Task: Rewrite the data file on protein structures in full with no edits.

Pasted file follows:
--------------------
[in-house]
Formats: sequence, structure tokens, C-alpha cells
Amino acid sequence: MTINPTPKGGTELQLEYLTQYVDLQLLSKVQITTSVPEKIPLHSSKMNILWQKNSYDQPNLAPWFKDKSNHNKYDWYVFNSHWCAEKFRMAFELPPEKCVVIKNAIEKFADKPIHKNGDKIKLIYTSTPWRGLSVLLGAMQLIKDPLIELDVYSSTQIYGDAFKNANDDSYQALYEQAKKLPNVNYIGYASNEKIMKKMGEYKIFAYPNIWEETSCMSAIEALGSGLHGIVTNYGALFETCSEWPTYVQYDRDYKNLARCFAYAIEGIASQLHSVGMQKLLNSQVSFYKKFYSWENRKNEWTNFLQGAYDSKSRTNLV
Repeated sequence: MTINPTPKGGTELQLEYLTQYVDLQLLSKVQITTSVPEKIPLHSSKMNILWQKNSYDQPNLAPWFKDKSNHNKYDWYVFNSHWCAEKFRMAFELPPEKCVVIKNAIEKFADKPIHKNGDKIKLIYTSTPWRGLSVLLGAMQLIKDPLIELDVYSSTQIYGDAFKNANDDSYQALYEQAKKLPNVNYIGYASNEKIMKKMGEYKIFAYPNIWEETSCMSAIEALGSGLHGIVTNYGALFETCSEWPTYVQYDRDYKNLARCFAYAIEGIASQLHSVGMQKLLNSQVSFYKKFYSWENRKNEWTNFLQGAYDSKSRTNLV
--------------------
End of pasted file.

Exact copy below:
[in-house]
Formats: sequence, structure tokens, C-alpha cells
Amino acid sequence: MTINPTPKGGTELQLEYLTQYVDLQLLSKVQITTSVPEKIPLHSSKMNILWQKNSYDQPNLAPWFKDKSNHNKYDWYVFNSHWCAEKFRMAFELPPEKCVVIKNAIEKFADKPIHKNGDKIKLIYTSTPWRGLSVLLGAMQLIKDPLIELDVYSSTQIYGDAFKNANDDSYQALYEQAKKLPNVNYIGYASNEKIMKKMGEYKIFAYPNIWEETSCMSAIEALGSGLHGIVTNYGALFETCSEWPTYVQYDRDYKNLARCFAYAIEGIASQLHSVGMQKLLNSQVSFYKKFYSWENRKNEWTNFLQGAYDSKSRTNLV
Repeated sequence: MTINPTPKGGTELQLEYLTQYVDLQLLSKVQITTSVPEKIPLHSSKMNILWQKNSYDQPNLAPWFKDKSNHNKYDWYVFNSHWCAEKFRMAFELPPEKCVVIKNAIEKFADKPIHKNGDKIKLIYTSTPWRGLSVLLGAMQLIKDPLIELDVYSSTQIYGDAFKNANDDSYQALYEQAKKLPNVNYIGYASNEKIMKKMGEYKIFAYPNIWEETSCMSAIEALGSGLHGIVTNYGALFETCSEWPTYVQYDRDYKNLARCFAYAIEGIASQLHSVGMQKLLNSQVSFYKKFYSWENRKNEWTNFLQGAYDSKSRTNLV